Jeremy Lelek writes:
Would we ever tell a married man who struggles with lust that we are going to take him through a therapeutic intervention where he will become solely attracted to his wife? Would we raise his hopes that upon completing therapy he will not wrestle with attraction towards other women ever again—that his lust for others will be eradicated from his heart? I certainly would make no such promises, and the Bible doesn’t either! Such reasoning would be akin to telling a counselee that because he has counseled with me he will never experience depression, sadness, anxiety or fear again. This logic completely denies the brokenness in our hearts caused by depravity.
As counselors, when our efforts are primarily aimed at symptom relief or perfect or right conduct then we are completely missing the mark, and likely hurting those we serve. We inadvertently create a system of redemption that is centered in experiential management of sin rather than the full and complete work of Jesus Christ. . .
The Hope of the Gospel
The Gospel and Christian Life are about God: When I counsel those struggling with homosexual attraction, one of the first things I want them to do is trust God. Now when I use the word struggle, I am referring to a person who has not accepted homosexuality as being morally right, but who daily fights against these desires wishing they didn’t exist in the first place. By the time such individuals reach my office, they have promised themselves 100s of times that they will never lust after a man again or look at homosexual pornography again or engage in other homosexual activities again. Such promises are always broken, leaving them in a cycle of shame and condemnation. Since they are unable to completely eliminate their sin, they often turn from God. It is not unusual for me to tell such a person, “Look to God’s faithfulness not your own.” Jesus knows the burden of sexual temptation and He has profound sympathy for anyone whose hearts are captured by this issue (Heb. 2:17-18; 4:14-15). He is also committed to saving and transforming His own into children of glory (Rom. 8:28-29; 1 Thess. 4:3).
Does this mean that He has promised to remove all sexual affections or any sexual affection completely? No. As a matter of fact, the Bible tells us that there is a war raging in our hearts that will not rest until we see Him face to face (Gal. 5:16-17). What God promises is His presence and faithfulness (Heb. 13:5). His presence to hold you through this stormy life until the day of resurrection (John 6:37-40). His presence as your Helper to walk wisely while empowering you to resist sin (John 14:16-17). His presence to give you self-control (Gal. 5:22). His faithfulness to not allow anything to separate you from His love (Rom. 8:37-39). His faithfulness to complete His work of redemption in your life (Phil. 1:6). Very often it is in the presence, not the absence, of our sinful struggles where the beauty and value of God’s presence and faithfulness are magnified. The struggle is frequently an occasion for rich abiding worship!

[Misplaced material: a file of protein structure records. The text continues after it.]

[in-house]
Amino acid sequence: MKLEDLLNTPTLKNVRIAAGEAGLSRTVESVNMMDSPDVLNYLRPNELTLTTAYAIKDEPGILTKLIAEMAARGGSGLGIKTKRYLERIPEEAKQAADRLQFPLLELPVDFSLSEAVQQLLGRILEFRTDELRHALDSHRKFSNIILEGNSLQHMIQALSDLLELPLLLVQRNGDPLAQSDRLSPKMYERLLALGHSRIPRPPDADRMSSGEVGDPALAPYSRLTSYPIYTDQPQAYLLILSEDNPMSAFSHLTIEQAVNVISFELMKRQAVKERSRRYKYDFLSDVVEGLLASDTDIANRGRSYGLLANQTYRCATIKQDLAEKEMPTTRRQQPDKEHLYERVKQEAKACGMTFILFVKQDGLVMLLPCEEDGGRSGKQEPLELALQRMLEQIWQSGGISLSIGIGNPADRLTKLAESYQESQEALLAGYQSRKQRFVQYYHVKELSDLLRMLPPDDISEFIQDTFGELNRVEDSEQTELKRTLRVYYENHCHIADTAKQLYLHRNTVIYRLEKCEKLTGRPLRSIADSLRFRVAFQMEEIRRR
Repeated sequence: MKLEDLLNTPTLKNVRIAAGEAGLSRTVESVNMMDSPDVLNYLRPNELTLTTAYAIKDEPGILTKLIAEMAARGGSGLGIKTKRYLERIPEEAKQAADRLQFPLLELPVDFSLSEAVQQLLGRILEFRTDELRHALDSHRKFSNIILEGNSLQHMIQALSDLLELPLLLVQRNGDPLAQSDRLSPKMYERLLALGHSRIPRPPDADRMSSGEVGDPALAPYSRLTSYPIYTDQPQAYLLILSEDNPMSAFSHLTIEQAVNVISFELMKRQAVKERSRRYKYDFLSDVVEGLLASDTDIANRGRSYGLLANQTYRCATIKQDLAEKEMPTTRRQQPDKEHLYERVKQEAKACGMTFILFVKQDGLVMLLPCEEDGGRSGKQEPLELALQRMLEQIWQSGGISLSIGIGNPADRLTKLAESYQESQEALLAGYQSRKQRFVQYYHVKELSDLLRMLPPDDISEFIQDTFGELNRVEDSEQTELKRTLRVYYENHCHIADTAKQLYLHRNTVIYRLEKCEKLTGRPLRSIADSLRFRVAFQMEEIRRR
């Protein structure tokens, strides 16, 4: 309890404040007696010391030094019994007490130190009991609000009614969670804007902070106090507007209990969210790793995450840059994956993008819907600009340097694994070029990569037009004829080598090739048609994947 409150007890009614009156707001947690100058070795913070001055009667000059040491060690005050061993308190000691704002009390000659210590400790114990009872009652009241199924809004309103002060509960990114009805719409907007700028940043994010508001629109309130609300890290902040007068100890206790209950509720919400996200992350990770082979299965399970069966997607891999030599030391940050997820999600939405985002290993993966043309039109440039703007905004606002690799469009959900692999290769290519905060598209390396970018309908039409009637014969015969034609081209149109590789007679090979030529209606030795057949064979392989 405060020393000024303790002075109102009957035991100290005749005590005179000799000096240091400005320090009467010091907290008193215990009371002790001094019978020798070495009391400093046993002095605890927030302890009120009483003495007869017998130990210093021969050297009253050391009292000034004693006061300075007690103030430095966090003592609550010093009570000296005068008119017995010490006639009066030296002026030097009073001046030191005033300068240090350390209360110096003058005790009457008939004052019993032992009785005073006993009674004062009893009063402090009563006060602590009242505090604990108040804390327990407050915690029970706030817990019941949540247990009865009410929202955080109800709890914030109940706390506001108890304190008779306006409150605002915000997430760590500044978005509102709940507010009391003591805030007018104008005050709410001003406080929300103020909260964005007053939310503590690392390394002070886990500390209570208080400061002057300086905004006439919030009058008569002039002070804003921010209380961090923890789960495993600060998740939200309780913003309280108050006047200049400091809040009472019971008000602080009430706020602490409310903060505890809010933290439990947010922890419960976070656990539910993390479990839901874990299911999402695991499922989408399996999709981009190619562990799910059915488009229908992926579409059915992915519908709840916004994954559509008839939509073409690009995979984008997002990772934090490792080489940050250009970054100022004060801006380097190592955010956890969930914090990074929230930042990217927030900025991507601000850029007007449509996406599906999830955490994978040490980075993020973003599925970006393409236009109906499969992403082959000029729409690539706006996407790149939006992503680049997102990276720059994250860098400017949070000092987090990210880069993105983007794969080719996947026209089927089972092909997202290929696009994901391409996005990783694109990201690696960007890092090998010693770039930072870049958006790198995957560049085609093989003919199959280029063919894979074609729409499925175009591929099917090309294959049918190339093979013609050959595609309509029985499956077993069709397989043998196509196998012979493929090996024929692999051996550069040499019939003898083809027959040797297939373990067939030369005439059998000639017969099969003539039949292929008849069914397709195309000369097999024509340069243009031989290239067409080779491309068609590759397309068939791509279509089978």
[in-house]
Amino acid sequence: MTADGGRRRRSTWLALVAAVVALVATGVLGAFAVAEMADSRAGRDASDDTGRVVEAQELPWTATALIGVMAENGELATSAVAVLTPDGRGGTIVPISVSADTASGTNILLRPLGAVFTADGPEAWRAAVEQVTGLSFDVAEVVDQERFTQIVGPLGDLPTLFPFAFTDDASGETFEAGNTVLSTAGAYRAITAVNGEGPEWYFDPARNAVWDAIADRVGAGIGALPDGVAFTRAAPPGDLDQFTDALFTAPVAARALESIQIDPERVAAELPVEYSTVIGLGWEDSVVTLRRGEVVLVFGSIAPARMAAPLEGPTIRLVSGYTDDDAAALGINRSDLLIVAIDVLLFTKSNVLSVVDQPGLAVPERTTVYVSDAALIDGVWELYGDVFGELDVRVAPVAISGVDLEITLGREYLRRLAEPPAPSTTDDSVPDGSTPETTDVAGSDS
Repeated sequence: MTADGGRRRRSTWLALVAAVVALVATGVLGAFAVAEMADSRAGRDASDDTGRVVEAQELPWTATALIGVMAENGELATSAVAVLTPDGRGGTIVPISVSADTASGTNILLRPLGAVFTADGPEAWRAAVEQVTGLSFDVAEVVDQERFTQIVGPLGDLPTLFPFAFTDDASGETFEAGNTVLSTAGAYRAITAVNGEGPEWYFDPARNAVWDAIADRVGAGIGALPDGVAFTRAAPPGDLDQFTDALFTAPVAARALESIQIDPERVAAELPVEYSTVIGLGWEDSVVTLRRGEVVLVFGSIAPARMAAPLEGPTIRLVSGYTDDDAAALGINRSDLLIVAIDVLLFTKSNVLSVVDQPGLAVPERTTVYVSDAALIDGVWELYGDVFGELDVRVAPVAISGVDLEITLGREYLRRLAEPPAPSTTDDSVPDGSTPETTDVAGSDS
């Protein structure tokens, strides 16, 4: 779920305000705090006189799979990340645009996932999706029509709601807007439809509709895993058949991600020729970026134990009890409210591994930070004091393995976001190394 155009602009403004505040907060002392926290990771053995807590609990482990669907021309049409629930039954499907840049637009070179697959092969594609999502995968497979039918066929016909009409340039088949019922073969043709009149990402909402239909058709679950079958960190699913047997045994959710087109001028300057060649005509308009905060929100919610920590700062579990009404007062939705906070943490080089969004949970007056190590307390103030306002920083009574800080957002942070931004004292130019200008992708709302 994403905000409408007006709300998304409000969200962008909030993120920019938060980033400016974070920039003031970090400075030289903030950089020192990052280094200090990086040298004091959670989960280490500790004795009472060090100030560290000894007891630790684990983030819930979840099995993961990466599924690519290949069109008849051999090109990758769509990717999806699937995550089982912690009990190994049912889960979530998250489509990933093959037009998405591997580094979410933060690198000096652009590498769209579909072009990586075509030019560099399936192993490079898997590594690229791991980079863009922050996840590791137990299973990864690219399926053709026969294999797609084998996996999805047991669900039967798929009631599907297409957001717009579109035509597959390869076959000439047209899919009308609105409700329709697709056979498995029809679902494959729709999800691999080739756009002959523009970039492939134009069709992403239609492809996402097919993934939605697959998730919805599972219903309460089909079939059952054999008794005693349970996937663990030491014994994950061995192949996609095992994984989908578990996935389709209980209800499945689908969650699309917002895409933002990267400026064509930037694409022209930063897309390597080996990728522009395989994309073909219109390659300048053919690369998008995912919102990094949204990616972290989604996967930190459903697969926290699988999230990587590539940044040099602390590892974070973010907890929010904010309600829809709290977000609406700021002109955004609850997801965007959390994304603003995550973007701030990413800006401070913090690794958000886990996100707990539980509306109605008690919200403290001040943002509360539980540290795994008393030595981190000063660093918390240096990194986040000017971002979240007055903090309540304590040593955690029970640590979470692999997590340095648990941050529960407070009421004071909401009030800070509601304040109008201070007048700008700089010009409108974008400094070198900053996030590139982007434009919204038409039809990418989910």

The Work of the Gospel Enables You to Hear and Obey God: When Paul is addressing the Corinthians regarding sexual sin he doesn’t tell them that if they just believe, God will remove all their ungodly sexual temptation. Instead, he assumes the possible presence of such temptations and writes things like, “Flee sexual immorality” (1 Cor. 6:18a) and “…for you were bought with a price. So glorify God in your body” (1 Cor. 6:20). When the author of Proverbs is counseling his son, he doesn’t treat him as though he will not wrestle with sexual temptation, but offers wisdom when such imminent temptation arises. Concerning the adulteress, he warns, “Keep your way far from her, and do not go near the door of her house…” (Prov. 5:8), “Do not desire her beauty in your heart, and do not let her capture you with her eyelashes…”(Prov. 6:25), “Let not your heart turn aside to her ways; do not stray onto her paths…” (Prov. 7:25).
The inference of both Paul and the author of Proverbs is that sexual temptation is a possibility, and the ways to combat such longings are fleeing, resisting, and living to the glory of God! The ability to walk by faith comes through the hearing of the Gospel (Rom. 10:17) and the supernatural awaking of our hearts to want God and His ways (Eph. 2:4-8). Upon such awaking, Jesus works in us (over a lifetime) to create hearts that are zealous to do what is good and holy (Titus 2:11-14). He saves us then progressively enables us to glorify him in our lives and bodies through obedience. Healing may not be universally characterized as the complete elimination of sexual temptation from the human heart, but by hearts that are transformed and empowered by His grace to obey (from the New Self) when sexual temptation seeks to grip us (from remnants of the Old Self).
You can read Jeremy’s entire article here: